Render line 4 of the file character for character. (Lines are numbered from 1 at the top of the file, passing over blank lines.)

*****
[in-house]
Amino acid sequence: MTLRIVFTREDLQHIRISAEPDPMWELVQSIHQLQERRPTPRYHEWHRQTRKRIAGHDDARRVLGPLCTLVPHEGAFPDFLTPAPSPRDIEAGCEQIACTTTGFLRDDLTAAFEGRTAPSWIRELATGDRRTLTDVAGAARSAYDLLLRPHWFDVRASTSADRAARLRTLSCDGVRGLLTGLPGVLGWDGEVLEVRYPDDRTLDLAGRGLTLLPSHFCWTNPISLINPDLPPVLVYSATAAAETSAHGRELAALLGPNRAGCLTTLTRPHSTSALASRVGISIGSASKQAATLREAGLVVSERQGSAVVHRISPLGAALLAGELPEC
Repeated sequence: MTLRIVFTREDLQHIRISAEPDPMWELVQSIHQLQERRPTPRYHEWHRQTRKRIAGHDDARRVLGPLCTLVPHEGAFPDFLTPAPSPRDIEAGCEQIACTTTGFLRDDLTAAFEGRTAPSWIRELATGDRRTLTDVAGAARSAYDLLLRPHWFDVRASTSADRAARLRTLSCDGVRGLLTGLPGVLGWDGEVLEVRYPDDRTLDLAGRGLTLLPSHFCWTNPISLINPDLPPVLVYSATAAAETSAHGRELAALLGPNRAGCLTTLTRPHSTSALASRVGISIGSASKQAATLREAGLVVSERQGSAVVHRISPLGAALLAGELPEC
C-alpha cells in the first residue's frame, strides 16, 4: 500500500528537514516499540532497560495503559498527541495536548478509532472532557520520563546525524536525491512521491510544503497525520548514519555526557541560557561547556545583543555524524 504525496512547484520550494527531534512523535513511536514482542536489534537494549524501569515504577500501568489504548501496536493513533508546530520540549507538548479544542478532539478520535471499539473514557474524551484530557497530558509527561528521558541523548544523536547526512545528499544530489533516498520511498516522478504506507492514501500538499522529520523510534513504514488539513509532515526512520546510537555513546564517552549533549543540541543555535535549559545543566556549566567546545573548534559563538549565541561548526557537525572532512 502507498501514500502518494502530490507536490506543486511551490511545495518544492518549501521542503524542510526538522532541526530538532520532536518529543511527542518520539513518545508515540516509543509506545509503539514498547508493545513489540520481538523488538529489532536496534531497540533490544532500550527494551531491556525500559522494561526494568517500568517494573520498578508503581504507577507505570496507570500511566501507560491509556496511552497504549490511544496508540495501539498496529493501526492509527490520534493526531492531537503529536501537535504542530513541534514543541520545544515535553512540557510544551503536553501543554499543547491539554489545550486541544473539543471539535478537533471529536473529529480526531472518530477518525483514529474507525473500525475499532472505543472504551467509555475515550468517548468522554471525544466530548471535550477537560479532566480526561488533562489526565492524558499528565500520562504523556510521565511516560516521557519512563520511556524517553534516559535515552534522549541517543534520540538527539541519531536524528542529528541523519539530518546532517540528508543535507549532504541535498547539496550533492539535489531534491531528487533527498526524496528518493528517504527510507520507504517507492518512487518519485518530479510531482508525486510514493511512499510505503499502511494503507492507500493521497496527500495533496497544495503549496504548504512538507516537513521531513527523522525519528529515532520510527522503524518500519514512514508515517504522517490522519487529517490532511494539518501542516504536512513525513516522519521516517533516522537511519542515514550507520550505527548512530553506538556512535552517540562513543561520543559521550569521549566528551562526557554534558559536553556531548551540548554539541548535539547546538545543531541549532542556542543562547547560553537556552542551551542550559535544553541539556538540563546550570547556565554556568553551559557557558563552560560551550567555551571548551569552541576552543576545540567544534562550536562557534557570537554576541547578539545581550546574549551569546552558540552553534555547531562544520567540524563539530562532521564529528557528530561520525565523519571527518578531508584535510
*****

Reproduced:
C-alpha cells in the first residue's frame, strides 16, 4: 500500500528537514516499540532497560495503559498527541495536548478509532472532557520520563546525524536525491512521491510544503497525520548514519555526557541560557561547556545583543555524524 504525496512547484520550494527531534512523535513511536514482542536489534537494549524501569515504577500501568489504548501496536493513533508546530520540549507538548479544542478532539478520535471499539473514557474524551484530557497530558509527561528521558541523548544523536547526512545528499544530489533516498520511498516522478504506507492514501500538499522529520523510534513504514488539513509532515526512520546510537555513546564517552549533549543540541543555535535549559545543566556549566567546545573548534559563538549565541561548526557537525572532512 502507498501514500502518494502530490507536490506543486511551490511545495518544492518549501521542503524542510526538522532541526530538532520532536518529543511527542518520539513518545508515540516509543509506545509503539514498547508493545513489540520481538523488538529489532536496534531497540533490544532500550527494551531491556525500559522494561526494568517500568517494573520498578508503581504507577507505570496507570500511566501507560491509556496511552497504549490511544496508540495501539498496529493501526492509527490520534493526531492531537503529536501537535504542530513541534514543541520545544515535553512540557510544551503536553501543554499543547491539554489545550486541544473539543471539535478537533471529536473529529480526531472518530477518525483514529474507525473500525475499532472505543472504551467509555475515550468517548468522554471525544466530548471535550477537560479532566480526561488533562489526565492524558499528565500520562504523556510521565511516560516521557519512563520511556524517553534516559535515552534522549541517543534520540538527539541519531536524528542529528541523519539530518546532517540528508543535507549532504541535498547539496550533492539535489531534491531528487533527498526524496528518493528517504527510507520507504517507492518512487518519485518530479510531482508525486510514493511512499510505503499502511494503507492507500493521497496527500495533496497544495503549496504548504512538507516537513521531513527523522525519528529515532520510527522503524518500519514512514508515517504522517490522519487529517490532511494539518501542516504536512513525513516522519521516517533516522537511519542515514550507520550505527548512530553506538556512535552517540562513543561520543559521550569521549566528551562526557554534558559536553556531548551540548554539541548535539547546538545543531541549532542556542543562547547560553537556552542551551542550559535544553541539556538540563546550570547556565554556568553551559557557558563552560560551550567555551571548551569552541576552543576545540567544534562550536562557534557570537554576541547578539545581550546574549551569546552558540552553534555547531562544520567540524563539530562532521564529528557528530561520525565523519571527518578531508584535510